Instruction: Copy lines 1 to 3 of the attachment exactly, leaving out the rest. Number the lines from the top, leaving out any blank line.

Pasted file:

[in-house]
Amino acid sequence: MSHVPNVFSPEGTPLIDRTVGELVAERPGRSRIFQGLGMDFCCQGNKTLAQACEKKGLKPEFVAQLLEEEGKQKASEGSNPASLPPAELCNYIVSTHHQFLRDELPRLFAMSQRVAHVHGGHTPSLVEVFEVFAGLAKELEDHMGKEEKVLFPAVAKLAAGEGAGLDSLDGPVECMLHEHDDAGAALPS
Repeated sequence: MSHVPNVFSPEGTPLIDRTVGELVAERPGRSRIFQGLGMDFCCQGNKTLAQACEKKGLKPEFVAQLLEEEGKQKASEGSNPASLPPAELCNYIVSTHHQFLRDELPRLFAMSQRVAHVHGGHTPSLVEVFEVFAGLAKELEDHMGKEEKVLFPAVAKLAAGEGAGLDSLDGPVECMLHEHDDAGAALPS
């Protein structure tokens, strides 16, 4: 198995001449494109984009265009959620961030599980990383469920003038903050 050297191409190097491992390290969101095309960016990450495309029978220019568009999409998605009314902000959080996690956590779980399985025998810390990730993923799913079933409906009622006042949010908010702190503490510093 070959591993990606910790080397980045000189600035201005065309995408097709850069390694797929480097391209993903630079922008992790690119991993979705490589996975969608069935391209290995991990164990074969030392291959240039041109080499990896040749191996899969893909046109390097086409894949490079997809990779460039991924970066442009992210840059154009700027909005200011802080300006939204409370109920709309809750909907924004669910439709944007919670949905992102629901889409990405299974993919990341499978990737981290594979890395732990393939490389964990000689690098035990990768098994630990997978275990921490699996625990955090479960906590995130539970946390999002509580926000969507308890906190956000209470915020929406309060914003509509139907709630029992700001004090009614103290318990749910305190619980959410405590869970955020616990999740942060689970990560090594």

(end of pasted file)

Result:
[in-house]
Amino acid sequence: MSHVPNVFSPEGTPLIDRTVGELVAERPGRSRIFQGLGMDFCCQGNKTLAQACEKKGLKPEFVAQLLEEEGKQKASEGSNPASLPPAELCNYIVSTHHQFLRDELPRLFAMSQRVAHVHGGHTPSLVEVFEVFAGLAKELEDHMGKEEKVLFPAVAKLAAGEGAGLDSLDGPVECMLHEHDDAGAALPS
Repeated sequence: MSHVPNVFSPEGTPLIDRTVGELVAERPGRSRIFQGLGMDFCCQGNKTLAQACEKKGLKPEFVAQLLEEEGKQKASEGSNPASLPPAELCNYIVSTHHQFLRDELPRLFAMSQRVAHVHGGHTPSLVEVFEVFAGLAKELEDHMGKEEKVLFPAVAKLAAGEGAGLDSLDGPVECMLHEHDDAGAALPS